Editing a Gutenberg button block.

By selecting the icon in the top-left corner of the block, you can change the style of your button:

Changing your Gutenberg button style.

In addition, you can alter both the background and text colors in the sidebar. While this isn’t a huge range of options, it’s enough to create a handy customized button, which you can use to encourage visitors to sign up for an email list, buy a product, or whatever else strikes your fancy.

Step 3: Put the finishing touches to your post

Once you’ve added a few blocks, you may find yourself wanting to make some changes. Fortunately, the Gutenberg editor is pretty flexible in letting you modify your content’s layout.

If you want to delete a block, for example, you can select the Options icon above it, and click on Remove Block:

Deleting a block in Gutenberg.

By hovering over a block, you can use the up and down arrows to rearrange your blocks at will. Or, you can also click on the six dots between the arrows to use drag and drop to move a block:

Rearranging blocks in Gutenberg.

Productivity tip: Gutenberg includes a number of keyboard shortcuts that can help you quickly delete blocks or insert new blocks. Type  Shift + Alt + H to view all the Gutenberg keyboard shortcuts.

It’s also worth noting that you can create multi-column layouts. This is an exciting feature, although it’s still in beta at the time of this writing. You can access it by placing a Columns block in your post:

Using columns in Gutenberg.

This lets you create up to six side-by-side columns, and place whatever blocks you’d like within each one. It’s an option that offers a lot of potential for creating unique layouts.

Finally, it’s important to note you still have access to post-wide (or page-wide) settings as well. In the right-hand sidebar, click on the Document tab to find them:

Gutenberg page settings.

Here, you’ll find most of the options you’re familiar with. You can publish the post, set an author, choose categories and tags, add a featured image, and so on. You can even modify comments settings in the Discussion menu. However, you won’t need to save your content, as it will auto-save at frequent intervals while you’re working.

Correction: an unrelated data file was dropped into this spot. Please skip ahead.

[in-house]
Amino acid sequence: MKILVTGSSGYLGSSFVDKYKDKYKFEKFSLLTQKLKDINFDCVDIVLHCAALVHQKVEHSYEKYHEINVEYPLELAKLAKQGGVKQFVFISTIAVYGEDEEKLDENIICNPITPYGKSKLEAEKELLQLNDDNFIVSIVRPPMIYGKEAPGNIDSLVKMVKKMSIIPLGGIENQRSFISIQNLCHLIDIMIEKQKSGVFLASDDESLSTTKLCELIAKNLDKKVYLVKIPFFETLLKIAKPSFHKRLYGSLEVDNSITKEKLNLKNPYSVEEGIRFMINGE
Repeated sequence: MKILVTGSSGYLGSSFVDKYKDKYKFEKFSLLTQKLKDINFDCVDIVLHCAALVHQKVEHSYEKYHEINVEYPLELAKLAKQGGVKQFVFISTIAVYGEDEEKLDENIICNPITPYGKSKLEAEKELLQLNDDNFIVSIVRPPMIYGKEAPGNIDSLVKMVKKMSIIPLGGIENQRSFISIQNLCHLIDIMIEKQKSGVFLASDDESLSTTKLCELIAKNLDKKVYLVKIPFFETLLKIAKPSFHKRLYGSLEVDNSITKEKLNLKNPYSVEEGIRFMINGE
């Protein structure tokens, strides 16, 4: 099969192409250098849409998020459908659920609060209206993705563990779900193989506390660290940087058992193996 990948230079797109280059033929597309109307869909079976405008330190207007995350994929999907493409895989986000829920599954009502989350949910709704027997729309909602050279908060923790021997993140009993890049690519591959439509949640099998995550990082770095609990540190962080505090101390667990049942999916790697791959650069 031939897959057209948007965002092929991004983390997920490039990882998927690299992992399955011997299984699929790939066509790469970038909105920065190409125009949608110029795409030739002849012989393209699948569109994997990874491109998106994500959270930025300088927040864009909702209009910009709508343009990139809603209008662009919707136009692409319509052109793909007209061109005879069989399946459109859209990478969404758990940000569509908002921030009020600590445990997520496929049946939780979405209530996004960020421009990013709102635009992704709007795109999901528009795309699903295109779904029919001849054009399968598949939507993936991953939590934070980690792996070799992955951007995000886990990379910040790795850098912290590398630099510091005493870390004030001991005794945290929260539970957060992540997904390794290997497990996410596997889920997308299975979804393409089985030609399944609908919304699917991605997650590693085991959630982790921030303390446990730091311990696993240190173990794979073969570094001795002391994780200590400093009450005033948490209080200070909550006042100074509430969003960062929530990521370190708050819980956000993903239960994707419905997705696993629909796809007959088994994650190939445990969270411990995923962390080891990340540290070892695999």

This is all you need to know in order to use the Gutenberg blocks system! It’s quick to pick up, but there are a lot more options than we’ve covered here. We’d encourage you to continue experimenting with the various Gutenberg blocks available, and become comfortable with the choices on offer (so you’ll be ready when the editor launches for real).

You can use plugins to add new blocks, too

One of the most powerful things about Gutenberg is that you use plugins to add all kinds of new blocks to the editor. In fact, some of your favorite plugins might have already added their own blocks.

For example, some gallery plugins now let you insert a gallery using a block, rather than the old shortcode method that many plugins used.

Beyond that, you can also find tons of plugins that are solely focused on adding new blocks. For example, the Otter Blocks plugin gives you blocks for:

There are lots of other Gutenberg blocks plugins that you can find at WordPress.org, as well.

One other plugin worth mentioning is the Cloud Blocks plugin. While it’s still in beta, it offers an interesting approach that lets you install Gutenberg blocks from third-party developers “from the cloud”.

Conclusion

With the release of WordPress 5.0, Gutenberg is set to become the default editor for all WordPress sites (unless you’re using the Classic Editor plugin).

Fortunately, creating content in Gutenberg is very simple. You just have to:

  1. Add whatever Gutenberg blocks you want to your post or page.
  2. Customize each block’s individual settings.
  3. Rearrange blocks, delete them, and even organize them into columns if you like.

And if you want even more blocks to use in your designs, consider adding one of the many Gutenberg blocks plugins.

If you’d like more comprehensive Gutenberg tutorials, we’ve written a more general Gutenberg for newbies post, as well as a detailed Gutenberg editor tutorial with some advanced productivity tips.

Do you have any questions about how Gutenberg blocks work, or are there any options you’d like to see added? Share your thoughts in the comments section below!